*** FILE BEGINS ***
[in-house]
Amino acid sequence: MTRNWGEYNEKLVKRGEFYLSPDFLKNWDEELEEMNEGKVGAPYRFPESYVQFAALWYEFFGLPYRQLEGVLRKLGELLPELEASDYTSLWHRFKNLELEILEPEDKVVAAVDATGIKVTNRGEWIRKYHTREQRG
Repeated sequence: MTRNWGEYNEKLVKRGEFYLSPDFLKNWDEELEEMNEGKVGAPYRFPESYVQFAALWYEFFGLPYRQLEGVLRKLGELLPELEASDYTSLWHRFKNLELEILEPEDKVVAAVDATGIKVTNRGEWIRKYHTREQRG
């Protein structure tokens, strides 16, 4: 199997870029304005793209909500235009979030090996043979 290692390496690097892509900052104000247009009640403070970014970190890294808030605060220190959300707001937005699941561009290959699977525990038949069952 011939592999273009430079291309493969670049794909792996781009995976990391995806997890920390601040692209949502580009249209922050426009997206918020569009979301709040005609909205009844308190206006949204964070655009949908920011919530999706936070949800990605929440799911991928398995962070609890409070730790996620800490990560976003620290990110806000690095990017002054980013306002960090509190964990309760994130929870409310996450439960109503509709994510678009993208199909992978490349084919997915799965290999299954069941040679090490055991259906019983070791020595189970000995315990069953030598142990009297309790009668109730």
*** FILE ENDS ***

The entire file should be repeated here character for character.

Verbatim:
[in-house]
Amino acid sequence: MTRNWGEYNEKLVKRGEFYLSPDFLKNWDEELEEMNEGKVGAPYRFPESYVQFAALWYEFFGLPYRQLEGVLRKLGELLPELEASDYTSLWHRFKNLELEILEPEDKVVAAVDATGIKVTNRGEWIRKYHTREQRG
Repeated sequence: MTRNWGEYNEKLVKRGEFYLSPDFLKNWDEELEEMNEGKVGAPYRFPESYVQFAALWYEFFGLPYRQLEGVLRKLGELLPELEASDYTSLWHRFKNLELEILEPEDKVVAAVDATGIKVTNRGEWIRKYHTREQRG
């Protein structure tokens, strides 16, 4: 199997870029304005793209909500235009979030090996043979 290692390496690097892509900052104000247009009640403070970014970190890294808030605060220190959300707001937005699941561009290959699977525990038949069952 011939592999273009430079291309493969670049794909792996781009995976990391995806997890920390601040692209949502580009249209922050426009997206918020569009979301709040005609909205009844308190206006949204964070655009949908920011919530999706936070949800990605929440799911991928398995962070609890409070730790996620800490990560976003620290990110806000690095990017002054980013306002960090509190964990309760994130929870409310996450439960109503509709994510678009993208199909992978490349084919997915799965290999299954069941040679090490055991259906019983070791020595189970000995315990069953030598142990009297309790009668109730």